Staffan Nöteberg is the author of the popular book Pomodoro Technique Illustrated. He spent the recent decades as a freelance software developer, he's an internationally acclaimed conference speaker, and he also helped several companies to start with agile and lean. He lives in Stockholm and Istanbul. (Staffan was one of the speakers at Geecon 2010)
Regex - The future programming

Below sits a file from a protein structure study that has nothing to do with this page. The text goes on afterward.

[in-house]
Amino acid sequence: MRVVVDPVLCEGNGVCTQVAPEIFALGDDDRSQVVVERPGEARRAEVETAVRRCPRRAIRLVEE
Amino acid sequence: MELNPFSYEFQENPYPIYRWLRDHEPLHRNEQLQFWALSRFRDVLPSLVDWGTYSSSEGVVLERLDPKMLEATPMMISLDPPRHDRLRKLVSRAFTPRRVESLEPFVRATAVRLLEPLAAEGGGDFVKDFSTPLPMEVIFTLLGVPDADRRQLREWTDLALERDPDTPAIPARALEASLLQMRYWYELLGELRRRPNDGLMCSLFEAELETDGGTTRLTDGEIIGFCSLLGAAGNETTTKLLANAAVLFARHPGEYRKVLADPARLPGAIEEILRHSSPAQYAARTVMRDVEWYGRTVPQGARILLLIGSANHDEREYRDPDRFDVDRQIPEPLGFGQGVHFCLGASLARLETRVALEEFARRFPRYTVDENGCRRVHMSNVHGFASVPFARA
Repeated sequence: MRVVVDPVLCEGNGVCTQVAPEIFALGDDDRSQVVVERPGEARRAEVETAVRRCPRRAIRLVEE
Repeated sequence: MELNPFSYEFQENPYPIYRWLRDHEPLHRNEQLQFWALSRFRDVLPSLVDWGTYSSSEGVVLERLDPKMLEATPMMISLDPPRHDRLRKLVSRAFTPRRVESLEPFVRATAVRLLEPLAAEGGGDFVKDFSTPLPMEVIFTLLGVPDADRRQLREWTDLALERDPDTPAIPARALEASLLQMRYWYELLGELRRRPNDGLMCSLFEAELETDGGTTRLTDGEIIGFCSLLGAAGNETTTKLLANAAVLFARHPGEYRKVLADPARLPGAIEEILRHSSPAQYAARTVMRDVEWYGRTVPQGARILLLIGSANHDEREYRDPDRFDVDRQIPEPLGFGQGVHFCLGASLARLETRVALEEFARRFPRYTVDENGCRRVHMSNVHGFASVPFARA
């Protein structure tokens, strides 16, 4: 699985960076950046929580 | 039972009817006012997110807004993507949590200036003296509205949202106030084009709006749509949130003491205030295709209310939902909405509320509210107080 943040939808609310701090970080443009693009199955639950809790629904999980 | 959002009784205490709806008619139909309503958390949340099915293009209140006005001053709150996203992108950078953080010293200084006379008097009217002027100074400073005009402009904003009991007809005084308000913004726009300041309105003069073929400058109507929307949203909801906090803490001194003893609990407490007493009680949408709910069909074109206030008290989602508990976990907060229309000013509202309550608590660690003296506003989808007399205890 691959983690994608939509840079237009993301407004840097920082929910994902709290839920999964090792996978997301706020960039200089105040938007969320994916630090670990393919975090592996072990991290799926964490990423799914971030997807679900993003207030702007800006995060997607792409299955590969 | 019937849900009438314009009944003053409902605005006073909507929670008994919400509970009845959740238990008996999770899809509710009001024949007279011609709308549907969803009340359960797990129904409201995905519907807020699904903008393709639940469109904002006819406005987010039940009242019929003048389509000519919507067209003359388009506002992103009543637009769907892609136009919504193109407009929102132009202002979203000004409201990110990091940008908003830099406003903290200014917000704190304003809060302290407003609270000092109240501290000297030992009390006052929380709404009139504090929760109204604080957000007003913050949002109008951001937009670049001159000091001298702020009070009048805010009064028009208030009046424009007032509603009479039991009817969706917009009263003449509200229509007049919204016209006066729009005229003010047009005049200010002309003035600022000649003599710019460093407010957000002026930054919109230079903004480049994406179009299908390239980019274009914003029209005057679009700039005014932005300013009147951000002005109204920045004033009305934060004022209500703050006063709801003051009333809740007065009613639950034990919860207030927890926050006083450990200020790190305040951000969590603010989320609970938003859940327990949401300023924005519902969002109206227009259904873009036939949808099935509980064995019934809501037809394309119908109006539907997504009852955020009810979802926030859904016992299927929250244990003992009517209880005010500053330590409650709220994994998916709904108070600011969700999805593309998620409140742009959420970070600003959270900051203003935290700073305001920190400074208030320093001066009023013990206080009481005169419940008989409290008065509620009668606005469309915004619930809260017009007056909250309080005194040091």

There are many popular myths concerning regular expressions (Regex). First, it's exceptionally hard to master Regex. Second, a normal programmer rarely needs Regex. Third, Regex are tricky to read and hence can't be maintained. That is all wrong! IDG media recently listed what knowledge will be most requested in our business ten years from now. In first place was Analyzing data. They explain: "Around 35 new petabyte data will be created every year after 2020. That's comparable to a DVD stack from earth to the moon and back again." Do you want to be one of the requested experts? Regex is based on a very simple mathematical theory. With just three plain operators – AND, OR and star – we can describe all state machines (FA) and catch almost any text pattern. The rest is supplementary. Many programmers first studied and then practiced Java for years. But, how much time did we spend on learning and writing Regex? Java is a strongly typed languages with excellent support for object orientation. However, data from files, user input, and databases are often untyped. Regex instantly and elegantly translates the untyped data into typed data. We can easily find, interpret, replace, and filter. Regex is seamlessly integrated as an external DSL. And, we can even test drive Regex development with JUnit. No prior Regex knowledge is required for this very practical session. Expect live coding and mini exercises, when Staffan reveals the secrets. Maybe it wasn't that hard to understand Regex? Maybe Regex can be maintained when we automate testing? Maybe there is a need for Regex in every single program? Staffan gives you the answers.